Jay Thompson is a former brokerage owner who spent the past six years working for Zillow Group. He retired in August 2018 but can’t seem to leave the real estate industry behind. His weekly Inman column publishes every Wednesday.
As I strolled through real estate groups on Facebook last week, there were three conversations that stood out to me.
No, they weren’t about Compass, Upstream, or KW snipping at eXp — these discussions were about what agents in the trenches are doing to generate business, which are usually the types of things I enjoy reading and learning about.
Here are the conversations, condensed and paraphrased in the name of brevity:
- A cold call from an agent begins with the caller asking for someone other than who answered. When told they have reached a wrong number, they launch into the script with, “Oh maybe we have the wrong name and number, we have buyers looking for homes like yours in (insert nearby town name).”
- Someone inquires about one of these companies that sell “Top 10” agent awards. In a nutshell, you send them a few hundred dollars, they send you a press release, a trophy and a logo that proclaim you as a “Best agent ever!” You can then market your “award” and prove how amazing you are to unsuspecting people that might believe you received legitimate recognition.
- Readers are encouraged to use typos in text messages and email subject lines, ostensibly because this makes you look “more human” and people will relate to you as such, open and read your email or text, and in theory, become your next client.
What do all of these have in common?
They rely on deception to hook and engage the recipient.
And some are OK with this?
When I come across discussions like these, the voices in my head are screaming, “No. No! Do not fall for this nonsense. Stop it!”
Why in the world would anyone want to start off building a relationship using deceit and downright lies?
If you happen to be a Realtor, you might want to dust off your copy of the Code of Ethics and turn to Article 12, which states in part:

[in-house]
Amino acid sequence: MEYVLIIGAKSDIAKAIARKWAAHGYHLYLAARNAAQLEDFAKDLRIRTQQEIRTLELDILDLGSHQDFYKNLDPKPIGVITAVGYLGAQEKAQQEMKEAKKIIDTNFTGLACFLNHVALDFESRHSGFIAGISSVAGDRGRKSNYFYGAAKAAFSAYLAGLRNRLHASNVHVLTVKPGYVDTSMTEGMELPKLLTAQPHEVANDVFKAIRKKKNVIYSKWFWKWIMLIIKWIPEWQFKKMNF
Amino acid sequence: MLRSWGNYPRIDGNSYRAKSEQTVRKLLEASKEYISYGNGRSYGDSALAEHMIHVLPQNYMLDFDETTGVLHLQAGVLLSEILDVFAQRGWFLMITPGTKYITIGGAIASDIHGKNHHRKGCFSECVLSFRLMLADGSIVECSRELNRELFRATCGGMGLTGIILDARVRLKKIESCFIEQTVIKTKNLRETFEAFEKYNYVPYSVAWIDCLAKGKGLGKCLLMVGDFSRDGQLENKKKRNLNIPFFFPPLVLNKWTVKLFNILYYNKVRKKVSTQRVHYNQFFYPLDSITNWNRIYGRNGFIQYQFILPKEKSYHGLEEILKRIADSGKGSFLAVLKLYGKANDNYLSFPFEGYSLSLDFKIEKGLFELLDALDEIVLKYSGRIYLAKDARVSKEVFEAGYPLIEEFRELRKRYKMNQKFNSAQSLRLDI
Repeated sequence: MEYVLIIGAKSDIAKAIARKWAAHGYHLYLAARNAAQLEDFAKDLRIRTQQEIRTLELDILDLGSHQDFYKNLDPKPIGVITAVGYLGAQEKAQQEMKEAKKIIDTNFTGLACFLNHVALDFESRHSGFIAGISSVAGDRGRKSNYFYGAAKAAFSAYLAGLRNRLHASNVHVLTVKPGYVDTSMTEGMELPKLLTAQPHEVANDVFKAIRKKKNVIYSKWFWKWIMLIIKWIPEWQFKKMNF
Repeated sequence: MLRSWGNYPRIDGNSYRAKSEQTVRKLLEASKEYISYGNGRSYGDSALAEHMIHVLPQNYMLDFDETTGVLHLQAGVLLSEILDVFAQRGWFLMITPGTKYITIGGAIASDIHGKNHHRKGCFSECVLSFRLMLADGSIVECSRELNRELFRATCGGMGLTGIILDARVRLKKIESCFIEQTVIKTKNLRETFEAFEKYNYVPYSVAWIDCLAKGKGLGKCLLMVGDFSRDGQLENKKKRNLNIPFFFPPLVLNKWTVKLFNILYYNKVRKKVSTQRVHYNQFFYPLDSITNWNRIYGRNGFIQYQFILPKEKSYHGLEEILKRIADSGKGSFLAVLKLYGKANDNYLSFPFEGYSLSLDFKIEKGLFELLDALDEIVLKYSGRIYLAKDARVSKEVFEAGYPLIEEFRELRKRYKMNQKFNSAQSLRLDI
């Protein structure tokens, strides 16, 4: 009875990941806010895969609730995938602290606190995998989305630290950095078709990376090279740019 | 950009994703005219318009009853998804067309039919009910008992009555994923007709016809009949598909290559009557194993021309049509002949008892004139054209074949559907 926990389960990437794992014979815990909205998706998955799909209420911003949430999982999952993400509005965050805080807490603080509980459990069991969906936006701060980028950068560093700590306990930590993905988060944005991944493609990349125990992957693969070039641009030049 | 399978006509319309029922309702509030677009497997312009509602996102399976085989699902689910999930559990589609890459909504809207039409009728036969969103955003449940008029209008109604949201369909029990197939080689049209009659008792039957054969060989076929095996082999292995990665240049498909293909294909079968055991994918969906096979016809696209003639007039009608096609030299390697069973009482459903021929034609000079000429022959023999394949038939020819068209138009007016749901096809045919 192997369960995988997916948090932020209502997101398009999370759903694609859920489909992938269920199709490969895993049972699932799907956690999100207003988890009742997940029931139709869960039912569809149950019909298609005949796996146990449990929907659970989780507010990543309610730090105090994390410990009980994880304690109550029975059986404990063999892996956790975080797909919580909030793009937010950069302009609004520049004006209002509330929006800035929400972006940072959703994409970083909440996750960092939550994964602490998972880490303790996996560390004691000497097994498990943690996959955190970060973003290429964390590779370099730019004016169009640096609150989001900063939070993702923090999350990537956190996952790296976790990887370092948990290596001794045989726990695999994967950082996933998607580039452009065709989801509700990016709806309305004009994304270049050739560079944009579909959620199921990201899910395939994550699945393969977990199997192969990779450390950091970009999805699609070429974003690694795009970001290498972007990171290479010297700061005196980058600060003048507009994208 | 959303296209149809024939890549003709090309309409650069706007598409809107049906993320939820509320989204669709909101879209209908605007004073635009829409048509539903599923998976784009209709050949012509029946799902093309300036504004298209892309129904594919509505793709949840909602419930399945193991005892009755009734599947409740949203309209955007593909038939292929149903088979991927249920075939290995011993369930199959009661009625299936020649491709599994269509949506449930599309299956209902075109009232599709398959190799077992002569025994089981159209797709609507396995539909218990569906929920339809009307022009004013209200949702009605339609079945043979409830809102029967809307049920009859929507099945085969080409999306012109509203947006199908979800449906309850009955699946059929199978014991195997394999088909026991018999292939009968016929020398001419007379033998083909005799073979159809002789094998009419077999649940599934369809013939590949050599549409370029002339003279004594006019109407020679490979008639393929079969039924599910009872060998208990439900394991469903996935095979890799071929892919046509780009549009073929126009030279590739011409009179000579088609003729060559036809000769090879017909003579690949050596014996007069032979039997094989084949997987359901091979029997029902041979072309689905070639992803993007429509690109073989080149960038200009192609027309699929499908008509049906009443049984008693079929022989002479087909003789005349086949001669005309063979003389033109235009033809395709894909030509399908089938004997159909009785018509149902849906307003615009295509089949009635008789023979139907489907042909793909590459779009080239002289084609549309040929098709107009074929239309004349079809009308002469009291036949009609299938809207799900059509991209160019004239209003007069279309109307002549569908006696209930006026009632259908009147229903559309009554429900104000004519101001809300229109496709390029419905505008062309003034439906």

“Realtors shall be honest and truthful in their real estate communications and shall present a true picture in their advertising, marketing and other representations.”
So if your own moral compass doesn’t point to the fact that pretending you dialed a wrong number or buying a misleading award isn’t honest and truthful, your professional Code of Ethics sure seems to be telling you not to do this.
Note that I don’t think making intentional typos is necessarily dishonest or a COE violation. I just think it’s stupid. If you want to “appear more human,” start with simply being one, and try treating others how you want to be treated.
Stop, think, engage
Deceptive practices aren’t needed to get people’s attention. No one likes to be deceived, and if you’re going down that path in your initial conversation, what’s to stop you from sliding deeper and deeper into the abyss?
Look, there is nothing wrong with cold calling. Personally, I’m not a fan of it simply because I really don’t like receiving cold calls and I can’t dish out what I can’t take. But that’s just me. Done right, there is no question that cold calling can generate business.
That doesn’t mean you need to start off with some nonsense about having a wrong number. Try starting off with honesty. After all, it’s the best policy.
Nor is there anything wrong with using awards you receive in your marketing materials. Just make sure that it’s a real award, not something you whipped out a credit card for.
Finally, everything is wrong with typos. To include them intentionally is just silly. They don’t make you seem more human, they just make you seem like you don’t pay attention to detail — a trait no one wants in their agent.
Jay Thompson is a real estate veteran and retiree in Seattle, as well as the mastermind behind Now Pondering. Follow him on Facebook or Instagram. He holds an active Arizona broker’s license with eXp Realty.